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Understanding Your Assets and Liabilities as a Fresh Graduate

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Many of you will know the difference between assets and liabilities, but allow me to explain for those that don’t. An asset is something that potentially goes up in value over time, such as a limited edition timepiece, property, or blue chip shares. Liabilities are what’s owed to other parties such as banks or even friends and family, which can include your house or car loan, or study loans. The difference between your assets and liabilities is what’s known as your net worth.

But why does this matter? Consider this – if you stop working today, how long can you survive financially? Many people have lost their jobs or faced pay cuts during the Covid-19 pandemic, and the hardest hit are usually entry-level employees who have just started their careers. Most, if not all, would have accumulated some assets if they consistently saved and invested from their first paycheck, while others may have car loans or credit card loans to settle. 

Some may have filial responsibilities and need to support their family and loved ones with their entry-level pay. According to a Jobstreet salary report, the minimum income level for fresh graduates before the pandemic was between RM1,949 to RM2,836, which is very low considering the time-cost requirements to get an education. No matter the situation, you must repay your commitments, and if you’re unable to, the worst case scenario is being declared bankrupt and forfeiting your assets to the bank! It’s crucial for fresh graduates to have basic financial knowledge, and take proper action to safeguard their own finances.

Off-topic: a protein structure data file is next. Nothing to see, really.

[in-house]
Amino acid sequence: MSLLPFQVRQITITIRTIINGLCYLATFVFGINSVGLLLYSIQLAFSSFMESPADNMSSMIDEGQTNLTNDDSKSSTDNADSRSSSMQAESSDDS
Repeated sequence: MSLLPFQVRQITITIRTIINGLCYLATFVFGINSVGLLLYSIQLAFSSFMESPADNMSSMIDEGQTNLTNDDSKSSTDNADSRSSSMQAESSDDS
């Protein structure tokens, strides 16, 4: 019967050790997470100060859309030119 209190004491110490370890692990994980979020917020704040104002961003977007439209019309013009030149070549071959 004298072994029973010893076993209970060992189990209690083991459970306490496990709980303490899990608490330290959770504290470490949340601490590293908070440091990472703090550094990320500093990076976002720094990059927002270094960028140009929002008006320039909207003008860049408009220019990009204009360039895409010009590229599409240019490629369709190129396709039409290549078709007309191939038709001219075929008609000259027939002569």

Good Assets vs Bad Assets

Although your net worth is your true wealth, this isn’t the be-all and end-all. There are many other financial areas we must look at; assets and liabilities are only one part of the equation. Generally, there are good and bad assets but of course, whether or not it’s a good asset depends on the owner’s perception, so there are no hard and fast rules to judge whether an asset is good or bad. 

For instance, an investment property that has been successfully rented out for the past 10 years might be deemed as a good asset, but when it loses its ability to be rented, then it suddenly becomes a bad asset.  Impatient or desperate owners may try to sell the property before finding out the underlying reason for the failure to secure a new tenant. 

Another common example is a car, which many perceive as a liability. However, this has changed since technology revolutionised the taxi industry, with the emergence and eventual merger of the Uber and Grab ride-sharing platforms. For many gig workers, the traditional perception of a car being a liability changed as it became a tool to generate active income instead of solely required for travelling to work. As you can see, what can be considered a good or bad asset is somewhat subjective, but all it takes is a little assessment to judge for yourself.

Understanding Various Forms of Debts